Sunday, September 20, 2015

TOP 10 WEIRD WINE INGREDIENTS

Wine most commonly comes from grapes, but some winemakers have been pushing the boundaries of decency by making wine with much more than just fruit.



We recently revealed the weirdest ingredients that have been used in brewing beer, and that was definitely not for the faint-hearted.
And earlier this week we reported that tiger bone wine is on sale in China and then db’s senior writer, Lucy Shaw, drank some snake wine at an event in London.
But even these exotic ingredients fall well short of the weirdness factor of bear bile and the stomach churning Korean "faeces” wine…


Although not strictly ingredients nor added for flavour, some strange things may have gone through a wine prior to bottling during the fining process. The point of fining is to add something that will create an enzymatic bond with particles in the unfinished wine that cannot or are unlikely to be taken out during filtration.
In the past the rather terrifying sounding “blood powder” was used. Now egg whites, casein, gelatin and the famous isinglass (made from fish swim bladders) are more common.

Other fining agents include bentonite clay and charcoal – which is apparently particularly good at removing phenols that contribute to off-colouration and bad odours.


If people will eat naga chillies then drinking nettle wine might not seem too strange, maybe. But aficionados of nettle wine, which is popular among home winemakers, will tell you that while the plant is known for its stinging properties, those do not transfer into the wine.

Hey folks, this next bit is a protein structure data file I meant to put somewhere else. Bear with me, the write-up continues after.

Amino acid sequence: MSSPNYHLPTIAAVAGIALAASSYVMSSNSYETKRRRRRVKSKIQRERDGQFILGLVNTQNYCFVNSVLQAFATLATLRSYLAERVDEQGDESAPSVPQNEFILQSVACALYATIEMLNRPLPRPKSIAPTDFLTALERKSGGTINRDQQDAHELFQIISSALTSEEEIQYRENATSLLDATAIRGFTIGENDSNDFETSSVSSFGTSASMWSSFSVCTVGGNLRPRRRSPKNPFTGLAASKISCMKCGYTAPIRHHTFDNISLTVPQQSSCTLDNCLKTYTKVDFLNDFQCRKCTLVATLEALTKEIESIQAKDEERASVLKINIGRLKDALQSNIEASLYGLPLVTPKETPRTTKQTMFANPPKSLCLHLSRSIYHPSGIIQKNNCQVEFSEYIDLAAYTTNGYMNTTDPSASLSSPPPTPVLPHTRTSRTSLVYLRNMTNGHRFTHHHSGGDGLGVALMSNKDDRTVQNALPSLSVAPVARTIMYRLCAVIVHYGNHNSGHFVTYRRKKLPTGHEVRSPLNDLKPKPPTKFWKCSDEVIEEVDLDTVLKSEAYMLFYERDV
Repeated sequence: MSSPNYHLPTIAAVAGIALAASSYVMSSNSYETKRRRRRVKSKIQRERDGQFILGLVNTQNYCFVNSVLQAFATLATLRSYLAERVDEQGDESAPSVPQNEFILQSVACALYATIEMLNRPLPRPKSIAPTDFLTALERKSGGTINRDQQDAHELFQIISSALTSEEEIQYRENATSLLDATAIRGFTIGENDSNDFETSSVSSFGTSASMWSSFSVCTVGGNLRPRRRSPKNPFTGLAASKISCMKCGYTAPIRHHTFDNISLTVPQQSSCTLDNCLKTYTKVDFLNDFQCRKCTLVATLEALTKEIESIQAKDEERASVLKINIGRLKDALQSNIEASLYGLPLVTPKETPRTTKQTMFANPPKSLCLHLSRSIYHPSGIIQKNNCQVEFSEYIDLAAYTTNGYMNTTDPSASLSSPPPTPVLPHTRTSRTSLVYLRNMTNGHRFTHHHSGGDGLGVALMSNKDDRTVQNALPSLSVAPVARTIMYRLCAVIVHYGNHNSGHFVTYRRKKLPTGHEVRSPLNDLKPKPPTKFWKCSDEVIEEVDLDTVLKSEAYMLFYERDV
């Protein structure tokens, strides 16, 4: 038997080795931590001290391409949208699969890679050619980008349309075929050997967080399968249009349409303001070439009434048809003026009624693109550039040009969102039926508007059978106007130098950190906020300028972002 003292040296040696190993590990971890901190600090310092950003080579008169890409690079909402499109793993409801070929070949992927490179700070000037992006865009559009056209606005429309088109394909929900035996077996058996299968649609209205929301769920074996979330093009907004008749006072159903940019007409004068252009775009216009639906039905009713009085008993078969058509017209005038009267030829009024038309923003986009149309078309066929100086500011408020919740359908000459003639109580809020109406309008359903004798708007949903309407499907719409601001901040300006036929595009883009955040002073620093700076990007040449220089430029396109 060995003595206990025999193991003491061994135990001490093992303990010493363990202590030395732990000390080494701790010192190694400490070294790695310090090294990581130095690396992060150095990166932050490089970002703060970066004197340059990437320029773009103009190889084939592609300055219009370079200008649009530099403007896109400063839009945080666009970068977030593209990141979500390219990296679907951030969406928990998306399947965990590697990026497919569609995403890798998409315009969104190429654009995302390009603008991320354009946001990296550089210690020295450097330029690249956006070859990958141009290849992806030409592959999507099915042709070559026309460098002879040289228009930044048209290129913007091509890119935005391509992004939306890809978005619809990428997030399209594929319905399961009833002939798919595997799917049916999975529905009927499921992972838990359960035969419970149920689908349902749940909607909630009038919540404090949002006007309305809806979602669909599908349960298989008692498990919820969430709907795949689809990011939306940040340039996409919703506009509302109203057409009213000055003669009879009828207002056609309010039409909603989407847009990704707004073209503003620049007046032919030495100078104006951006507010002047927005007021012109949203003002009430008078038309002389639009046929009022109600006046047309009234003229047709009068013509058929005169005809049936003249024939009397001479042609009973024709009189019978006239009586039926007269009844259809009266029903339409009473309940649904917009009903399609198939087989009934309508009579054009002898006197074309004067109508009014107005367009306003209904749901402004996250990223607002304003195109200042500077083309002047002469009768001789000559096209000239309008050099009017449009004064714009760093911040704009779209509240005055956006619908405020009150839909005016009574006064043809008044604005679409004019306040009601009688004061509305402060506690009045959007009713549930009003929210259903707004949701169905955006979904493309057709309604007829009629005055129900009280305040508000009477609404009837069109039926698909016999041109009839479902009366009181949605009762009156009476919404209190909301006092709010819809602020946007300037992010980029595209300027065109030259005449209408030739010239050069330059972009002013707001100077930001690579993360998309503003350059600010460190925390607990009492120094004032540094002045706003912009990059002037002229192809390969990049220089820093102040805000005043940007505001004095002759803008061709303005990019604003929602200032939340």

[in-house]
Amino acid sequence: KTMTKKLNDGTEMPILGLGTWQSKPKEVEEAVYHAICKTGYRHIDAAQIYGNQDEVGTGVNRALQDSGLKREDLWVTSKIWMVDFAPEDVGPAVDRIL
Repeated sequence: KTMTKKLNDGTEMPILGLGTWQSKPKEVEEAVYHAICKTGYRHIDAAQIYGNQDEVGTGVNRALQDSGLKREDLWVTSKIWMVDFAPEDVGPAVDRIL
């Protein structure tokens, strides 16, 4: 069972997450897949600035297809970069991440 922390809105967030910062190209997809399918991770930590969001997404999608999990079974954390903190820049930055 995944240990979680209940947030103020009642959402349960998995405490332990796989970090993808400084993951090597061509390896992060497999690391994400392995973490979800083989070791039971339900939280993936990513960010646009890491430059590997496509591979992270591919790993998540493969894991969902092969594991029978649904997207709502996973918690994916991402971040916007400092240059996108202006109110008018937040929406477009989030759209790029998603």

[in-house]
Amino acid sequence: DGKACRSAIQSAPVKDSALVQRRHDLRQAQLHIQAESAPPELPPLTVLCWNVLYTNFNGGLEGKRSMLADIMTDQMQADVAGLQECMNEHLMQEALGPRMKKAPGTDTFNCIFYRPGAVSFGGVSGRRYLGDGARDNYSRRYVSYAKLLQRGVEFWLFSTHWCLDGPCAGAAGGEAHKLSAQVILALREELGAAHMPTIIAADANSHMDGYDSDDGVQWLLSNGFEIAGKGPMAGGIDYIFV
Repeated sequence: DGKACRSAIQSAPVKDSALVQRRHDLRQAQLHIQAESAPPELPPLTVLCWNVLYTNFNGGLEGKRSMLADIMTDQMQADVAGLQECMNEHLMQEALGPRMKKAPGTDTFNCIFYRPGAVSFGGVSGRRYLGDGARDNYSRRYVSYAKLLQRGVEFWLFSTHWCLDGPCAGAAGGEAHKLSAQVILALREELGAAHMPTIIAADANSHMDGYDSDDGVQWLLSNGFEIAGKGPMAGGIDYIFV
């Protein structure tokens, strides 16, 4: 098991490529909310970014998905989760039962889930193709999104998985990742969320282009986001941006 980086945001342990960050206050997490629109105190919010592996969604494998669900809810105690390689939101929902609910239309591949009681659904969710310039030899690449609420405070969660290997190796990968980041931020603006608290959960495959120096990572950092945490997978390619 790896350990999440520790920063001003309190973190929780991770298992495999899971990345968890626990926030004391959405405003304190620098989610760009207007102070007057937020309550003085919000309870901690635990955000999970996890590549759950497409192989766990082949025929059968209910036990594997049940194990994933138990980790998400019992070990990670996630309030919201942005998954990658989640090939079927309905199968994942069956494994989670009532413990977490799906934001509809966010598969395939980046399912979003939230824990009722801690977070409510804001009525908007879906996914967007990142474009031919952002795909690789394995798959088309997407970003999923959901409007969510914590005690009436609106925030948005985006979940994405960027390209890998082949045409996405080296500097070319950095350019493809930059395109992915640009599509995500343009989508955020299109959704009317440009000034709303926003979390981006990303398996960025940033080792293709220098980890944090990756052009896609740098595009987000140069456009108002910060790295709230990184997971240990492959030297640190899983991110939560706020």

Nettle wine is actually made using the small flowering buds that appear at the top of the plant. These are edible, although it is recommended that anyone picking these buds wears gloves to avoid hours of pain and itching. It is often advised that those making nettle wine infuse it with extra ingredients such as ginger root, parsley or lemon thyme as straight nettle wine “lacks character”. The good news is that you don’t need to have a glass of dock leaf wine on hand when drinking nettle wine.

Like chocolate wine, cannabis wine has become popular in the US with a number of Californian winemakers producing this potent drop. Cabernet Sauvignon is proving to be the grape variety of choice.
According to Crane Carter, president of the Napa Valley Marijuana Growers, pot wine delivers a quicker high than pot brownies, and the combination of alcohol and marijuana produces “an interesting little buzz.”


According to John Wright, a forager author, birch sap tastes almost exactly like water, “but the freshest water you have ever tasted, with just a hint of sweetness”. In Sweden, Sav winemakers produce a sparkling wine using a birch sap recipe from 1785.
Sav Sparkling is produced according to the “méthode traditionelle” and is fermented for two years in the bottle.

Sav says its sparkling wine tastes of “citrus, some sour dough bread and nuts. Weak almond scent, and much herbs. Long, slightly nutty balanced aftertaste of forest, fungus, herbs and apples.”